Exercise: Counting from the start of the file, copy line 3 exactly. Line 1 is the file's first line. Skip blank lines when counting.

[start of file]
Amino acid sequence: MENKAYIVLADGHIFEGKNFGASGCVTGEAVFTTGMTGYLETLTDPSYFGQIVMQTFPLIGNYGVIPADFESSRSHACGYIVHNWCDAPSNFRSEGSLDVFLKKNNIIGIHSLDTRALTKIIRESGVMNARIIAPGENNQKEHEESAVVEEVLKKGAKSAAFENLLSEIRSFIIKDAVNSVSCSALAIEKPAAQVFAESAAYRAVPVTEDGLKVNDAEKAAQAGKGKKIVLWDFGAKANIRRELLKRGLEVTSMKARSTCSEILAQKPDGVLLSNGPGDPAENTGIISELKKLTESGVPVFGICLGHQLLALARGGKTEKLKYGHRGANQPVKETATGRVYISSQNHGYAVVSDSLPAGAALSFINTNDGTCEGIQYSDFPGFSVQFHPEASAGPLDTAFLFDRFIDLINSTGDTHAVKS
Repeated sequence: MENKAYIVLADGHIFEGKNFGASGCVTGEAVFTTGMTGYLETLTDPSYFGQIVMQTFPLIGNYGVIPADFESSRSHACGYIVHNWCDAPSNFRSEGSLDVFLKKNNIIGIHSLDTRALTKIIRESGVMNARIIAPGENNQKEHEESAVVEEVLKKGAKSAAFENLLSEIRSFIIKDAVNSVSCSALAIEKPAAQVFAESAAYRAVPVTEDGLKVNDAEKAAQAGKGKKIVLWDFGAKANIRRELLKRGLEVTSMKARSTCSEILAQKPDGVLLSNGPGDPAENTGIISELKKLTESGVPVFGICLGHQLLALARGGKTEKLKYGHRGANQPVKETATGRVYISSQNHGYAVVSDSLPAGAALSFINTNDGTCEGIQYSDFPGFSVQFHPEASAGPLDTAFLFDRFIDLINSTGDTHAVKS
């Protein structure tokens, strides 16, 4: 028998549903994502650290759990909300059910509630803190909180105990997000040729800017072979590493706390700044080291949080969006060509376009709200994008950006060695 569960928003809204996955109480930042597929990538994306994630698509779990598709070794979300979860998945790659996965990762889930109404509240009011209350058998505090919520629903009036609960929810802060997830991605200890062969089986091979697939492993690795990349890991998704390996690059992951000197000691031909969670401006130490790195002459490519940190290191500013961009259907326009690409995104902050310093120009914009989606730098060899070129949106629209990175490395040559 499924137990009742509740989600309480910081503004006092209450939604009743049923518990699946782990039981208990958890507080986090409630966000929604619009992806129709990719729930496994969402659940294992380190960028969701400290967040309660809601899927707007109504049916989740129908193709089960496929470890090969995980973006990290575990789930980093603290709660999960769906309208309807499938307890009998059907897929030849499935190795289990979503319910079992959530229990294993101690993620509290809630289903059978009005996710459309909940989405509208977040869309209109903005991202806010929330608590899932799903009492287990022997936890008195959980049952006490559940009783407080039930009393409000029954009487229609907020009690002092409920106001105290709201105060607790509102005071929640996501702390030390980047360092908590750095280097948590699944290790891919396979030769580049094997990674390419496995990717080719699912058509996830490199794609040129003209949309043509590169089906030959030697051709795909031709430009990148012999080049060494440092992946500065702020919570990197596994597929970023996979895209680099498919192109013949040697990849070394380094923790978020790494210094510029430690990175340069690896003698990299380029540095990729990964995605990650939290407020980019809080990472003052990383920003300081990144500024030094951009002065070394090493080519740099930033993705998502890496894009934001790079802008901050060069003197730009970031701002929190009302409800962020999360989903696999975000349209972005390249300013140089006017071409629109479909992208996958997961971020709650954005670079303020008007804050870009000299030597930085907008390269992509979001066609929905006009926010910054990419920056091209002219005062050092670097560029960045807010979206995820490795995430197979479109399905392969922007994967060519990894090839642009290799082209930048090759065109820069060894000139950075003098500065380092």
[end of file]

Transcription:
């Protein structure tokens, strides 16, 4: 028998549903994502650290759990909300059910509630803190909180105990997000040729800017072979590493706390700044080291949080969006060509376009709200994008950006060695 569960928003809204996955109480930042597929990538994306994630698509779990598709070794979300979860998945790659996965990762889930109404509240009011209350058998505090919520629903009036609960929810802060997830991605200890062969089986091979697939492993690795990349890991998704390996690059992951000197000691031909969670401006130490790195002459490519940190290191500013961009259907326009690409995104902050310093120009914009989606730098060899070129949106629209990175490395040559 499924137990009742509740989600309480910081503004006092209450939604009743049923518990699946782990039981208990958890507080986090409630966000929604619009992806129709990719729930496994969402659940294992380190960028969701400290967040309660809601899927707007109504049916989740129908193709089960496929470890090969995980973006990290575990789930980093603290709660999960769906309208309807499938307890009998059907897929030849499935190795289990979503319910079992959530229990294993101690993620509290809630289903059978009005996710459309909940989405509208977040869309209109903005991202806010929330608590899932799903009492287990022997936890008195959980049952006490559940009783407080039930009393409000029954009487229609907020009690002092409920106001105290709201105060607790509102005071929640996501702390030390980047360092908590750095280097948590699944290790891919396979030769580049094997990674390419496995990717080719699912058509996830490199794609040129003209949309043509590169089906030959030697051709795909031709430009990148012999080049060494440092992946500065702020919570990197596994597929970023996979895209680099498919192109013949040697990849070394380094923790978020790494210094510029430690990175340069690896003698990299380029540095990729990964995605990650939290407020980019809080990472003052990383920003300081990144500024030094951009002065070394090493080519740099930033993705998502890496894009934001790079802008901050060069003197730009970031701002929190009302409800962020999360989903696999975000349209972005390249300013140089006017071409629109479909992208996958997961971020709650954005670079303020008007804050870009000299030597930085907008390269992509979001066609929905006009926010910054990419920056091209002219005062050092670097560029960045807010979206995820490795995430197979479109399905392969922007994967060519990894090839642009290799082209930048090759065109820069060894000139950075003098500065380092």